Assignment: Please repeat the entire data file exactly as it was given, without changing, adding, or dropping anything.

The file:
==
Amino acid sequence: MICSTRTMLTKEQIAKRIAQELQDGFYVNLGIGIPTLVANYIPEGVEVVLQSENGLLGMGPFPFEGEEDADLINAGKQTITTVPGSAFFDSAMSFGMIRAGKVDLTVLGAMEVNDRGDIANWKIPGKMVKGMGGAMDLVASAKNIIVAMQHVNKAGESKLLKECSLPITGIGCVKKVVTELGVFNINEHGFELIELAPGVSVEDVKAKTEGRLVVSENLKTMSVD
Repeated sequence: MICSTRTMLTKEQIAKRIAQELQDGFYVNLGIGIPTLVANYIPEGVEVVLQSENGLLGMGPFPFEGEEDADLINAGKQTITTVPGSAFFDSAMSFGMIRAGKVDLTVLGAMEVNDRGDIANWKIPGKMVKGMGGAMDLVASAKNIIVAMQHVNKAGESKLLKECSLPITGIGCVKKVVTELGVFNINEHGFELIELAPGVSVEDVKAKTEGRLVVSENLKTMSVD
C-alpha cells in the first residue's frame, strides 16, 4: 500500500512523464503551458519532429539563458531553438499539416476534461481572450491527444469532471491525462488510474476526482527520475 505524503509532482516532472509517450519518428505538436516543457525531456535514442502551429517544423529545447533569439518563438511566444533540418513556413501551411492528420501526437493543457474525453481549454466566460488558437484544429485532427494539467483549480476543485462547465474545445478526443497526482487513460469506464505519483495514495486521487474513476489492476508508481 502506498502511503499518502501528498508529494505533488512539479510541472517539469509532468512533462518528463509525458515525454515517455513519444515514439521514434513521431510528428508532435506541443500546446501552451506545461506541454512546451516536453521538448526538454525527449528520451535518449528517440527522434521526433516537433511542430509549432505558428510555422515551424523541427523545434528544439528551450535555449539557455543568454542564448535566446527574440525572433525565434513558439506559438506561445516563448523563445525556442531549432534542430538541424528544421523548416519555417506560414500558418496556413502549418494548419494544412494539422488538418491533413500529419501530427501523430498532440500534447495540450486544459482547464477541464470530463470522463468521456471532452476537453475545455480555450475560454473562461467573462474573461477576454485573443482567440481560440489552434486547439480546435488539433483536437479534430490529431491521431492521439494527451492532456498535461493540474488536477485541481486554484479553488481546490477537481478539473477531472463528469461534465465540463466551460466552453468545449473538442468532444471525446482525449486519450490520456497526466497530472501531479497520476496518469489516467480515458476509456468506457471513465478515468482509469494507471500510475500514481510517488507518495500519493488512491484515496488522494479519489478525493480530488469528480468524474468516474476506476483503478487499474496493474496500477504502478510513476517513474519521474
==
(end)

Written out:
Amino acid sequence: MICSTRTMLTKEQIAKRIAQELQDGFYVNLGIGIPTLVANYIPEGVEVVLQSENGLLGMGPFPFEGEEDADLINAGKQTITTVPGSAFFDSAMSFGMIRAGKVDLTVLGAMEVNDRGDIANWKIPGKMVKGMGGAMDLVASAKNIIVAMQHVNKAGESKLLKECSLPITGIGCVKKVVTELGVFNINEHGFELIELAPGVSVEDVKAKTEGRLVVSENLKTMSVD
Repeated sequence: MICSTRTMLTKEQIAKRIAQELQDGFYVNLGIGIPTLVANYIPEGVEVVLQSENGLLGMGPFPFEGEEDADLINAGKQTITTVPGSAFFDSAMSFGMIRAGKVDLTVLGAMEVNDRGDIANWKIPGKMVKGMGGAMDLVASAKNIIVAMQHVNKAGESKLLKECSLPITGIGCVKKVVTELGVFNINEHGFELIELAPGVSVEDVKAKTEGRLVVSENLKTMSVD
C-alpha cells in the first residue's frame, strides 16, 4: 500500500512523464503551458519532429539563458531553438499539416476534461481572450491527444469532471491525462488510474476526482527520475 505524503509532482516532472509517450519518428505538436516543457525531456535514442502551429517544423529545447533569439518563438511566444533540418513556413501551411492528420501526437493543457474525453481549454466566460488558437484544429485532427494539467483549480476543485462547465474545445478526443497526482487513460469506464505519483495514495486521487474513476489492476508508481 502506498502511503499518502501528498508529494505533488512539479510541472517539469509532468512533462518528463509525458515525454515517455513519444515514439521514434513521431510528428508532435506541443500546446501552451506545461506541454512546451516536453521538448526538454525527449528520451535518449528517440527522434521526433516537433511542430509549432505558428510555422515551424523541427523545434528544439528551450535555449539557455543568454542564448535566446527574440525572433525565434513558439506559438506561445516563448523563445525556442531549432534542430538541424528544421523548416519555417506560414500558418496556413502549418494548419494544412494539422488538418491533413500529419501530427501523430498532440500534447495540450486544459482547464477541464470530463470522463468521456471532452476537453475545455480555450475560454473562461467573462474573461477576454485573443482567440481560440489552434486547439480546435488539433483536437479534430490529431491521431492521439494527451492532456498535461493540474488536477485541481486554484479553488481546490477537481478539473477531472463528469461534465465540463466551460466552453468545449473538442468532444471525446482525449486519450490520456497526466497530472501531479497520476496518469489516467480515458476509456468506457471513465478515468482509469494507471500510475500514481510517488507518495500519493488512491484515496488522494479519489478525493480530488469528480468524474468516474476506476483503478487499474496493474496500477504502478510513476517513474519521474